Abstract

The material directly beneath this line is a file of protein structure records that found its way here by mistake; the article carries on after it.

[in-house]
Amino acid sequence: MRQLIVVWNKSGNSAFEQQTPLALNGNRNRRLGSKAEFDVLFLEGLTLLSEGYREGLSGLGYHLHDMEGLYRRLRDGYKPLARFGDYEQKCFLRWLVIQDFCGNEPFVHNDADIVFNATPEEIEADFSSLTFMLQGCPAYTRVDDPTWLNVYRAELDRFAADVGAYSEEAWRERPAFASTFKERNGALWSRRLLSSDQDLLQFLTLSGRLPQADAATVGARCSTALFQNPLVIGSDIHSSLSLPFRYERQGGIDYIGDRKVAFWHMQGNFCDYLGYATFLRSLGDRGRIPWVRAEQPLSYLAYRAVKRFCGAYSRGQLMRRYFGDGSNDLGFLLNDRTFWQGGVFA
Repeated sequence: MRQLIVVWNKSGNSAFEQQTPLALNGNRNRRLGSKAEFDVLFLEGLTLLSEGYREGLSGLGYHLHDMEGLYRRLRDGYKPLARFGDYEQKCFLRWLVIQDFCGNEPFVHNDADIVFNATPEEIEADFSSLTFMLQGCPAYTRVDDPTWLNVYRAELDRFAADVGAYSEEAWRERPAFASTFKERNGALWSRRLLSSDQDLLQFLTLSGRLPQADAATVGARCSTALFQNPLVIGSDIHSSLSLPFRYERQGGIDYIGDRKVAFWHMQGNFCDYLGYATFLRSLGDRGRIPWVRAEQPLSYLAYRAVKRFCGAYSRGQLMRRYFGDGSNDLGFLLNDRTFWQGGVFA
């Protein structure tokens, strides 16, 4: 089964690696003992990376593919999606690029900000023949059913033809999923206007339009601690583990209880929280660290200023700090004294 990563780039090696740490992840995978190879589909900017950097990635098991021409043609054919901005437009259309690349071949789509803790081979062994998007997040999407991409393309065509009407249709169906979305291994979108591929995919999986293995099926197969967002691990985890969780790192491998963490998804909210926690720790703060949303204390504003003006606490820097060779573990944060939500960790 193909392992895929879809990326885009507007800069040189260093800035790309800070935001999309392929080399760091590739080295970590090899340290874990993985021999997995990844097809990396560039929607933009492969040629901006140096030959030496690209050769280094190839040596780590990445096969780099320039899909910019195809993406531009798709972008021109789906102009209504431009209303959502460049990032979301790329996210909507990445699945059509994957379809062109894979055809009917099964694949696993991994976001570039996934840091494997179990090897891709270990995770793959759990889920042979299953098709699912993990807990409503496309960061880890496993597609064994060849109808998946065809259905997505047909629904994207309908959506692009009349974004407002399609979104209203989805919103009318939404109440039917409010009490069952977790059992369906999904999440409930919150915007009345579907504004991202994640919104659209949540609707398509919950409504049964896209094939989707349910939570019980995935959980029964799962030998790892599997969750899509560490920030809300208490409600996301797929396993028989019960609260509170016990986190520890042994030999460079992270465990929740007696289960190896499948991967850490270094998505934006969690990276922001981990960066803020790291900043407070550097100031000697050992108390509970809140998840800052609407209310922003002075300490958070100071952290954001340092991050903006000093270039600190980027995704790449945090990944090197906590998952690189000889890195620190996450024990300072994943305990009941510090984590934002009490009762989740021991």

Estimates of the time and space variability of the atmospheric heat source over Tibet are presented for the summer of 1979. These estimates rely on new data from the People's Republic of China allowing a better assessment of the surface heat fluxes, and on new satellite data from Nimbus-7 giving the radiation balance at the top of the atmosphere. Our estimates of the atmospheric heat source turned out to be considerably smaller than those provided earlier in the literature, mainly because of different assumptions of the drag coefficient. The atmospheric heat source over Tibet is mainly modulated by the release of latent heat. Over the southeastern and southwestern plateau regions the heat source appears to be in phase with the precipitation yield of the Indian summer monsoon, whereas central Tibet reveals an out-of-phase behavior. Over western Tibet there appears to be hardly any net import of moisture from outside the region, whereas the maintenance of the hydrological cycle over eastern Tibet requires moisture flux convergence from outside the region of up to 40% of the mean rainfall, in agreement with what is known about the surface hydrology of Tibet.

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